A clean vertical joint, visible in the north wall marks the division of chancel and nave; evidently the chancel is an addition to an earlier nave. From the outside, the nave north-west corner is visible; the nave is about 1 foot wider than the chancel on this side. The corner itself is interesting, constructed of large conglomerate quoins, but projecting slightly north of the nave north wall to form a pilaster buttress. On the interior at this corner, there is a hollowed-out niche, possibly the remnant of a rood-stair. The south-east corner of the nave is much more decayed, but some conglomerate quoins can be made out. Much survives of the rest of the nave, but little can be discerned beneath the thick mantle of ivy. Gaps in the walls suggest the south wall had two windows and a doorway, the north wall one window and a doorway; but no details are visible. Both western corners are constructed of conglomerate quoins.
The proportions of the tower are slender, with no buttresses and a tall tower arch. Quoins are of squared limestone (although greatly robbed), the tower arch is of chamfered brick, but most of the rest of the fabric is coursed flint (larger, smoother flints than the nave). The tower is clearly an addition to the west wall of the nave: there is a vertical break, 2 inches wide in places. A large cavity is all that can be seen of the ground floor west window. At first floor level, there is evidence of a narrow aperture in the west face and a large rectangular opening above the chancel arch in the east face. Of the belfry windows, only the eastern one survives entire: the two cusped main lights are surmounted by a cusped oculus. Much of the parapet has crumbled, but enough remains to indicate its crenellated form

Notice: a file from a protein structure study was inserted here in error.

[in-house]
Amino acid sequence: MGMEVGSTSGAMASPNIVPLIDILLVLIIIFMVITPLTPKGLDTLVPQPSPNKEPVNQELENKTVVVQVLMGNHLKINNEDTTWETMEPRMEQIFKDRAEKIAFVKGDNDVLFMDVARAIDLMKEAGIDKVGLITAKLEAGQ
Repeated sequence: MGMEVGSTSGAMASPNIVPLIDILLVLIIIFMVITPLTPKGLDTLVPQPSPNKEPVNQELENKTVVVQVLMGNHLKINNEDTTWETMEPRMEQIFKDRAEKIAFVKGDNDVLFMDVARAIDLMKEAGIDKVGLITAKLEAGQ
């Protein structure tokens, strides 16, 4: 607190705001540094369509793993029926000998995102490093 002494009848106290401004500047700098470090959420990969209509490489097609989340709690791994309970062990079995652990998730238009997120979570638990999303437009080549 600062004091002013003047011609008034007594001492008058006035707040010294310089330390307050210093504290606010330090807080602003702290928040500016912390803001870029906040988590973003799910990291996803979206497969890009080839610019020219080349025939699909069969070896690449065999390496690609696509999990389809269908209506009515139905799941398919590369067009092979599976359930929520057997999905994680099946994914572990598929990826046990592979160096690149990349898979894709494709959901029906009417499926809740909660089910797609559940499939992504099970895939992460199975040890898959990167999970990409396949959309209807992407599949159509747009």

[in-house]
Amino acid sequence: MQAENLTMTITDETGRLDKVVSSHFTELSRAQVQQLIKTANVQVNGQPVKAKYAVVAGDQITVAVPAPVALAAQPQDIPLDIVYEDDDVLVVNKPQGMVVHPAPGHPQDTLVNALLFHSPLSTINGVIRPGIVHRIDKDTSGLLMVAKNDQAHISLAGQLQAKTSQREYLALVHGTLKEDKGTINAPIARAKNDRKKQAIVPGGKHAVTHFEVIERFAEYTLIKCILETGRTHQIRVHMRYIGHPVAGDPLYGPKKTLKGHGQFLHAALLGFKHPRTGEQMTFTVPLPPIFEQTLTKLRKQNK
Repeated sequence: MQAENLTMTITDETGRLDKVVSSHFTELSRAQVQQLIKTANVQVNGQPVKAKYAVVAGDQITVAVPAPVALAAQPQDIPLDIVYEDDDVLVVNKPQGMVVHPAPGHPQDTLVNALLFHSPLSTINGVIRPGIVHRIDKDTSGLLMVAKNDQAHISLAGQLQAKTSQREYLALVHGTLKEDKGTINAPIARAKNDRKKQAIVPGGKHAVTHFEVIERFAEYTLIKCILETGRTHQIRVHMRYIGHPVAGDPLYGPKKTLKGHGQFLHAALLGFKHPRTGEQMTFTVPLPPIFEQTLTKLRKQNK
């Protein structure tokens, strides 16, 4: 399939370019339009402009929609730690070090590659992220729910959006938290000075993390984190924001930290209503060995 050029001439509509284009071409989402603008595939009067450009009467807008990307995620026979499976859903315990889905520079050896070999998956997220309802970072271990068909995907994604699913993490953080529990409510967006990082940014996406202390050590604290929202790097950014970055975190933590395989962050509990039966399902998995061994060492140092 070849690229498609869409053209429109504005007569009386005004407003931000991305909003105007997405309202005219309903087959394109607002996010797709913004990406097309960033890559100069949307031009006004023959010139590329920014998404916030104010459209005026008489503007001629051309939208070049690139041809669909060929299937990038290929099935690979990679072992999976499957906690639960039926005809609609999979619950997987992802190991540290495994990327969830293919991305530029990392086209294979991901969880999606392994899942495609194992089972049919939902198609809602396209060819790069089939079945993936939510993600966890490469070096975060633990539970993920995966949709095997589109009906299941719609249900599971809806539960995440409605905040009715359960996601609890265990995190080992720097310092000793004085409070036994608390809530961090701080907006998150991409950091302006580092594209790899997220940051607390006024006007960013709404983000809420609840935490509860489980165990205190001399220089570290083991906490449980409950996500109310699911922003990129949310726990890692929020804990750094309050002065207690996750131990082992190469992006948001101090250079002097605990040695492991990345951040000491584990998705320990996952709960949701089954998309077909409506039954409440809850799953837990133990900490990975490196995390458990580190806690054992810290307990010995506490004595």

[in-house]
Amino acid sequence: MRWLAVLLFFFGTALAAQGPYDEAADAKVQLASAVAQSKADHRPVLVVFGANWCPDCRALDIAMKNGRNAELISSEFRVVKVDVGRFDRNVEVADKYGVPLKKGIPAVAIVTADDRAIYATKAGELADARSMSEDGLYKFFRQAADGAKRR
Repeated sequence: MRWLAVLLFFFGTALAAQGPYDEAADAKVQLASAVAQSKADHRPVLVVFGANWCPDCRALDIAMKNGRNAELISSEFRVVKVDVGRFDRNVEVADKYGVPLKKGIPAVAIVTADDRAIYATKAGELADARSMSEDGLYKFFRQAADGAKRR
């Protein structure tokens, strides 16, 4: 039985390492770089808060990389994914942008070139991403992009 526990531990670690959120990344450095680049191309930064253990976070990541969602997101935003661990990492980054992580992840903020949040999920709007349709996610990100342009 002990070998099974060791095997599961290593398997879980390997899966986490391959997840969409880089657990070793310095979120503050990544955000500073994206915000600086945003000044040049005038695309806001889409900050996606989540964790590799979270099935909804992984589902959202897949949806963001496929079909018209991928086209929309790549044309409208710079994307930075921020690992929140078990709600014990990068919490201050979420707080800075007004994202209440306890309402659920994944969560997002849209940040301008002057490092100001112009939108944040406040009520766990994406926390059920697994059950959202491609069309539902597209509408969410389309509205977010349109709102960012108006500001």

The church is roofless throughout, with a mass of foliage growing inside nave and chancel, and all walls covered with ivy. Some walls have disappeared (chancel south and east walls), the rest are very crumbly. Most worrying is the tower, riven by a vertical crack the height of its west face; there has been much robbing of the tower walls. Combined with the inroads of ivy, the structure is in a very dangerous condition. It is now fenced off for safety reasons.
St Margaret's occupies the southern part of a large rectangular churchyard containing both churches. There is no visible division separating St Margaret's churchyard from St Mary's, but it is probable that they were originally distinct. It is interesting to notice that the masonry wall which forms the boundary to the east of St Margaret's only extends across the southern half of the churchyard. Hedgerows form the remaining boundaries. Some of the headstones near St Margaret's go back to the 18th century. A piece of Barnack cross-slab is now in St Mary’s church. It is of late cross paté type with round-ended ribbon ornament. It is likely to date from 1120-1160. It is unclear whether this came from inside one of the churches or from the churchyard.